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Real-Time Business Payment Systems Expand Worldwide

By Bill Camarda

Whether described as “real-time,” “instant,” or “immediate,” systems capable of processing payments extremely fast are coming online all over the world. As recently as a decade ago, relatively few systems allowed businesses and consumers to make payments from bank accounts that made the funds almost instantaneously available to recipients.1 Today this capability is a reality for millions of people and businesses worldwide.2

For business payment systems to be considered real-time, they must execute each step of the payment process quickly and within a predetermined time, including approval, clearing, availability of funds, settlement, and notification of payment status.3 The systems typically make funds available to recipients within a minute, or in some cases within seconds.4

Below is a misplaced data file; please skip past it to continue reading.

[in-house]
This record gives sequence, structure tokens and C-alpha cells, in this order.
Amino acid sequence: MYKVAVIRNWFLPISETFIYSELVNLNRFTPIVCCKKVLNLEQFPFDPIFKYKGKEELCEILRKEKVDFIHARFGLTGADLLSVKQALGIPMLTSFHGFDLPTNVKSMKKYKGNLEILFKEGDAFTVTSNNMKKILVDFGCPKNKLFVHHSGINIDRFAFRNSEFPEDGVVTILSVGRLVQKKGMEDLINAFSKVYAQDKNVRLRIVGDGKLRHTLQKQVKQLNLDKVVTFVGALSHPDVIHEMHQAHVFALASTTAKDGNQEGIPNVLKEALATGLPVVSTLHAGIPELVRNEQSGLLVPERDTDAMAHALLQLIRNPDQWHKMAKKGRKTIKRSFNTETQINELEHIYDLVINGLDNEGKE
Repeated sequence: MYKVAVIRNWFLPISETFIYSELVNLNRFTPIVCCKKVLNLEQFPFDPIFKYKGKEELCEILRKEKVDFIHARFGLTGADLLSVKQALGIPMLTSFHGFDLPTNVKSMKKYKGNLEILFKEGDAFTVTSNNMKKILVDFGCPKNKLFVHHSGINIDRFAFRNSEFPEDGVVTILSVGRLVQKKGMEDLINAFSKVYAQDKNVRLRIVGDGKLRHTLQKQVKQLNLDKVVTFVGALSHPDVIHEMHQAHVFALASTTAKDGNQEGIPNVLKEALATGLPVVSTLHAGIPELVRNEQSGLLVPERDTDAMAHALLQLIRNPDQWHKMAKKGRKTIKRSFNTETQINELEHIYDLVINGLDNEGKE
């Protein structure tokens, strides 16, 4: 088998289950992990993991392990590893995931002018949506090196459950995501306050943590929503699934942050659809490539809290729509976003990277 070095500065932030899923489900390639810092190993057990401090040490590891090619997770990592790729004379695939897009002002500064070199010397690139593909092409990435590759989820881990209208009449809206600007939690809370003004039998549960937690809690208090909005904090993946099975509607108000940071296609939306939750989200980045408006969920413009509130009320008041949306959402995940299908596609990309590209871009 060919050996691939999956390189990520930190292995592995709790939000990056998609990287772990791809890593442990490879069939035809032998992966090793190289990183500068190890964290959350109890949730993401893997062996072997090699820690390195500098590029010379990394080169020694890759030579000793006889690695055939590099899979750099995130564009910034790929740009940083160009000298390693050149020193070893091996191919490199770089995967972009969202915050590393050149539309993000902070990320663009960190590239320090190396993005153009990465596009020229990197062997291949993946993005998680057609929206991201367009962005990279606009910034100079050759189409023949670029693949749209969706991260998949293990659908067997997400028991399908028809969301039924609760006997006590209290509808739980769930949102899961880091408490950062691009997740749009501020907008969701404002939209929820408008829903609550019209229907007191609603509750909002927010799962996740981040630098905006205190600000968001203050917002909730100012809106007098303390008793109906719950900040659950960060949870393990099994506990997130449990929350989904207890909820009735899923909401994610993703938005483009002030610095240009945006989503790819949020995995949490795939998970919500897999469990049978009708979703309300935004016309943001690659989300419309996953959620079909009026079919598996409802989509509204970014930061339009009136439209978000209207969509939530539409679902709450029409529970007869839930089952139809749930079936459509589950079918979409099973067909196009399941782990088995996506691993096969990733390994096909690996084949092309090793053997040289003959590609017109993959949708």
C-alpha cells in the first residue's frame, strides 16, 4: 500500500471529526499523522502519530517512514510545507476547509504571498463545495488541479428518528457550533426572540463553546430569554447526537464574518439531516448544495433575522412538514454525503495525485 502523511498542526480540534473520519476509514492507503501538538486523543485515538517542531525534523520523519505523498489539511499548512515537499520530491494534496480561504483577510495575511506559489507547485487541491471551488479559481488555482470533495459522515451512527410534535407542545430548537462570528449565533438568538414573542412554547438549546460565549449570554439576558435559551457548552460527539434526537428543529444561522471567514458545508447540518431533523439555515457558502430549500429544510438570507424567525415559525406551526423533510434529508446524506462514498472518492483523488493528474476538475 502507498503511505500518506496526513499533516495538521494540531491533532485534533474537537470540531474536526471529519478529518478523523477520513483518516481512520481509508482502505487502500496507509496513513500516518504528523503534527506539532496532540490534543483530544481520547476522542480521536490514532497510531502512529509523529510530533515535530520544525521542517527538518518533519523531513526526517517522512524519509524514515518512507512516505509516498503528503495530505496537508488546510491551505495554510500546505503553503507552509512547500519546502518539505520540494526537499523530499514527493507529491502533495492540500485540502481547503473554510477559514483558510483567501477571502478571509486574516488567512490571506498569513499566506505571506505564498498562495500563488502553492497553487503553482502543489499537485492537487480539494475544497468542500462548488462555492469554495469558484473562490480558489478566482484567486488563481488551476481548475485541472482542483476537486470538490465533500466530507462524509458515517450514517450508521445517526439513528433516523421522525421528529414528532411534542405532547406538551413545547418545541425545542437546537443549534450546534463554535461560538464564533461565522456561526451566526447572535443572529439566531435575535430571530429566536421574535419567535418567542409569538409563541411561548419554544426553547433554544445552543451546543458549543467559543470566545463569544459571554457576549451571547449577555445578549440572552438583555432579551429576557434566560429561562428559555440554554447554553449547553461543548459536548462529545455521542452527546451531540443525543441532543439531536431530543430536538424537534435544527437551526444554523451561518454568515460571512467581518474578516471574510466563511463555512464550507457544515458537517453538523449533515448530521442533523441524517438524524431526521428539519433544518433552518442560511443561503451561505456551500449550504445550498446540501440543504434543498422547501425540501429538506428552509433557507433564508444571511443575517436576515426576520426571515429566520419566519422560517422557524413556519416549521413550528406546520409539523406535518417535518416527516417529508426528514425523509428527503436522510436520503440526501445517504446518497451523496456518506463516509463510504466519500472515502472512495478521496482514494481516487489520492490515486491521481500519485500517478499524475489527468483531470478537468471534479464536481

Major Instant Payment Services to Come Online in 2017


At least 20 major instant payment systems are now live, according to a report by research and consulting firm Celent.5 Early systems included payment schemes in Mexico and South Africa, as well as the UK’s widely-known Faster Payments system, which was launched in 2008.6


In November 2015, Faster Payments raised transaction limits from GBP100,000 to GBP250,000.7 According to Faster Payments’ Head of Development, Mike Banyard, it is discussing raising the limit to GBP1 million in the second half of 2017.8 The system already handles over 1.4 billion credit transfers worth over GBP1 trillion per year.9 Along with these increases, Faster Payments aims to grow the number of institutions that access it directly: two new participant banks joined in the summer of 2016, and eight more are seeking to join.10


Other countries that have implemented instant payment schemes during the last few years include Poland (2012) and Sweden (2013), followed by Singapore’s FAST and Denmark’s RealTime24/7 in 2014.11 Other countries with real-time systems, as listed by Celent, include Argentina, Brazil, and Chile in South America; and Malaysia, Japan, and Taiwan in Asia.